A team led by Dr Derek Renshaw and Dr M Gulrez Zariwala at the University of Westminster, London, has developed a novel iron fortification compound using the iron salt ferrous sulphate encapsulated in nano sized vitamin C capsules.

The work was done collaboratively with colleagues at the UCL School of Pharmacy (Dr S Somavarapu) and University of Bedfordshire (Dr S Farnaud) and has considerable potential for nutritional and pharmaceutical applications.

According to the World Health Organisation iron deficiency is one of the most prevalent nutritional disorders worldwide, and poses a significant global health challenge. Fortification of staple foods such as cereals, flour and salt is generally recognised as a cost-effective and convenient approach to counter iron deficiency. However, the iron fortificant compounds in current use are reactive to the enriched food, and also suffer from relatively low dietary absorption.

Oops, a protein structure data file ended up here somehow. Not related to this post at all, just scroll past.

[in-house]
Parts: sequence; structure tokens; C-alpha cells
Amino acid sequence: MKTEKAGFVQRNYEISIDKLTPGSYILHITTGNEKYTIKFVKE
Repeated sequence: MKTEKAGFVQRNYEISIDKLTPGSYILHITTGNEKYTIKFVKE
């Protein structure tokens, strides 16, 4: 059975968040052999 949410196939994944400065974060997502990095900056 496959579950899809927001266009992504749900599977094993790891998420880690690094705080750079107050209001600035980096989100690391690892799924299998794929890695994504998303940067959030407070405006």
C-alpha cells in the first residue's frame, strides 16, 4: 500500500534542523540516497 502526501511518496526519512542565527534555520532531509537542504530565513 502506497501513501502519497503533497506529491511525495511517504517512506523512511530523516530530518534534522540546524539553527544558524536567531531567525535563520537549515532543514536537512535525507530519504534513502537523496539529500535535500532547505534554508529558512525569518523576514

Vitamin C, or ascorbic acid, is a known promoter of iron absorption but suffers from the disadvantage of degrading rapidly upon exposure to air, water or heat.

The team used ascorbyl palmitate, a form of ascorbic acid that retains its beneficial properties while having an improved stability profile, to encapsulate the iron salt ferrous sulphate in a protective shell. This concept is unique in that the material used for encapsulation also functions as an absorption enhancer.

In addition, the natural bioadhesive material chitosan was also added to strengthen the capsules and further improve the absorption characteristics. Testing in-vitro using human intestinal cells, demonstrated significantly higher iron absorption from the encapsulated iron than ferrous sulphate alone.

Although further human studies are required for validation, the work so far demonstrates an exciting and innovative approach to iron fortification.

The research was published in the March issue of the journal ‘Colloids and Surfaces: Biointerfaces’, and follows up on the groups previous two publications on iron supplementation in the past year.

Read the research on the Science Direct website

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